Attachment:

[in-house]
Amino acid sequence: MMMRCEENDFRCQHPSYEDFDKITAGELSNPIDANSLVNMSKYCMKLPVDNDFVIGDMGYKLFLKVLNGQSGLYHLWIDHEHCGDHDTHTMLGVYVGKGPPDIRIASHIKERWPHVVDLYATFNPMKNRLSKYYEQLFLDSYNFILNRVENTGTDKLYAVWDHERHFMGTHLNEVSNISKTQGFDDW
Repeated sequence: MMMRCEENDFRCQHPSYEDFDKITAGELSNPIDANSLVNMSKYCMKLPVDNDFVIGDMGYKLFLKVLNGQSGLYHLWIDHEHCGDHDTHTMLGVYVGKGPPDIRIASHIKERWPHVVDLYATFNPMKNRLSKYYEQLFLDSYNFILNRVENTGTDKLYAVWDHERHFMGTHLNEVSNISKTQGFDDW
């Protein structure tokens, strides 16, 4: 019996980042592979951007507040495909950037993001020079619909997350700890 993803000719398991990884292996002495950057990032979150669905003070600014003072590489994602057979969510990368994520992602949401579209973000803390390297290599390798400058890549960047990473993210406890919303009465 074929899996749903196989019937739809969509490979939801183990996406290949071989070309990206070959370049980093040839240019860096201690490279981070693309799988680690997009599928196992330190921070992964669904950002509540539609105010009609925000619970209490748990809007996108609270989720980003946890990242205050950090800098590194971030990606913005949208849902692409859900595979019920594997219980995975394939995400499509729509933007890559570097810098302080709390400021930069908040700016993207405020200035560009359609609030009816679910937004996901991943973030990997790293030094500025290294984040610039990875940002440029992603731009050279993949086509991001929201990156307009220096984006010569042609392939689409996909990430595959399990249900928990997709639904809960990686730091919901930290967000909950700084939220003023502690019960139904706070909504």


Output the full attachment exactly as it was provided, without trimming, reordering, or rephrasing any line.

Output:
[in-house]
Amino acid sequence: MMMRCEENDFRCQHPSYEDFDKITAGELSNPIDANSLVNMSKYCMKLPVDNDFVIGDMGYKLFLKVLNGQSGLYHLWIDHEHCGDHDTHTMLGVYVGKGPPDIRIASHIKERWPHVVDLYATFNPMKNRLSKYYEQLFLDSYNFILNRVENTGTDKLYAVWDHERHFMGTHLNEVSNISKTQGFDDW
Repeated sequence: MMMRCEENDFRCQHPSYEDFDKITAGELSNPIDANSLVNMSKYCMKLPVDNDFVIGDMGYKLFLKVLNGQSGLYHLWIDHEHCGDHDTHTMLGVYVGKGPPDIRIASHIKERWPHVVDLYATFNPMKNRLSKYYEQLFLDSYNFILNRVENTGTDKLYAVWDHERHFMGTHLNEVSNISKTQGFDDW
């Protein structure tokens, strides 16, 4: 019996980042592979951007507040495909950037993001020079619909997350700890 993803000719398991990884292996002495950057990032979150669905003070600014003072590489994602057979969510990368994520992602949401579209973000803390390297290599390798400058890549960047990473993210406890919303009465 074929899996749903196989019937739809969509490979939801183990996406290949071989070309990206070959370049980093040839240019860096201690490279981070693309799988680690997009599928196992330190921070992964669904950002509540539609105010009609925000619970209490748990809007996108609270989720980003946890990242205050950090800098590194971030990606913005949208849902692409859900595979019920594997219980995975394939995400499509729509933007890559570097810098302080709390400021930069908040700016993207405020200035560009359609609030009816679910937004996901991943973030990997790293030094500025290294984040610039990875940002440029992603731009050279993949086509991001929201990156307009220096984006010569042609392939689409996909990430595959399990249900928990997709639904809960990686730091919901930290967000909950700084939220003023502690019960139904706070909504």